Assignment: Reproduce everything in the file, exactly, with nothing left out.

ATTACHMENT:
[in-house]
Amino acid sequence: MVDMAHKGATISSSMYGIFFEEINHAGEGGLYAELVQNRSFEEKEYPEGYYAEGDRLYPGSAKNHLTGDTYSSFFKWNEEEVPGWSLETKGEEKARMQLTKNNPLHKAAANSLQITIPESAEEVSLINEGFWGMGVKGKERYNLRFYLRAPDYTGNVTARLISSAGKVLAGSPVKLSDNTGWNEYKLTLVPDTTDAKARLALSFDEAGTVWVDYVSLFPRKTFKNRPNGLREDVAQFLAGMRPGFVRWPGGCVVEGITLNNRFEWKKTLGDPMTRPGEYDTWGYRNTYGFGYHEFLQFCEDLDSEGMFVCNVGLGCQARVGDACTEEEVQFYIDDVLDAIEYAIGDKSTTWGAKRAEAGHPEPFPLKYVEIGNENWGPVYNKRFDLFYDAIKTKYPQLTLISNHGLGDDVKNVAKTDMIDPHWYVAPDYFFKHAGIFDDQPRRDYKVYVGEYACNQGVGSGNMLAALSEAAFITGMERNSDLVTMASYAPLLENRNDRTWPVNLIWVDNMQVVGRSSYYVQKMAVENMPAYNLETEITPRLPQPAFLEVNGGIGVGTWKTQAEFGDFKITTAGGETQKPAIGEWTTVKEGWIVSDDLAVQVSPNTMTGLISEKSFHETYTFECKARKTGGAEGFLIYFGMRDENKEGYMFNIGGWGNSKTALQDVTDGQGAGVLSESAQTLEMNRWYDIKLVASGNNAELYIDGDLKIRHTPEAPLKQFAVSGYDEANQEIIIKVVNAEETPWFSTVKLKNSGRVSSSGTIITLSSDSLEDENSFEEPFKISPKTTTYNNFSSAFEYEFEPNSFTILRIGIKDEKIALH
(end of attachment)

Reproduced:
[in-house]
Amino acid sequence: MVDMAHKGATISSSMYGIFFEEINHAGEGGLYAELVQNRSFEEKEYPEGYYAEGDRLYPGSAKNHLTGDTYSSFFKWNEEEVPGWSLETKGEEKARMQLTKNNPLHKAAANSLQITIPESAEEVSLINEGFWGMGVKGKERYNLRFYLRAPDYTGNVTARLISSAGKVLAGSPVKLSDNTGWNEYKLTLVPDTTDAKARLALSFDEAGTVWVDYVSLFPRKTFKNRPNGLREDVAQFLAGMRPGFVRWPGGCVVEGITLNNRFEWKKTLGDPMTRPGEYDTWGYRNTYGFGYHEFLQFCEDLDSEGMFVCNVGLGCQARVGDACTEEEVQFYIDDVLDAIEYAIGDKSTTWGAKRAEAGHPEPFPLKYVEIGNENWGPVYNKRFDLFYDAIKTKYPQLTLISNHGLGDDVKNVAKTDMIDPHWYVAPDYFFKHAGIFDDQPRRDYKVYVGEYACNQGVGSGNMLAALSEAAFITGMERNSDLVTMASYAPLLENRNDRTWPVNLIWVDNMQVVGRSSYYVQKMAVENMPAYNLETEITPRLPQPAFLEVNGGIGVGTWKTQAEFGDFKITTAGGETQKPAIGEWTTVKEGWIVSDDLAVQVSPNTMTGLISEKSFHETYTFECKARKTGGAEGFLIYFGMRDENKEGYMFNIGGWGNSKTALQDVTDGQGAGVLSESAQTLEMNRWYDIKLVASGNNAELYIDGDLKIRHTPEAPLKQFAVSGYDEANQEIIIKVVNAEETPWFSTVKLKNSGRVSSSGTIITLSSDSLEDENSFEEPFKISPKTTTYNNFSSAFEYEFEPNSFTILRIGIKDEKIALH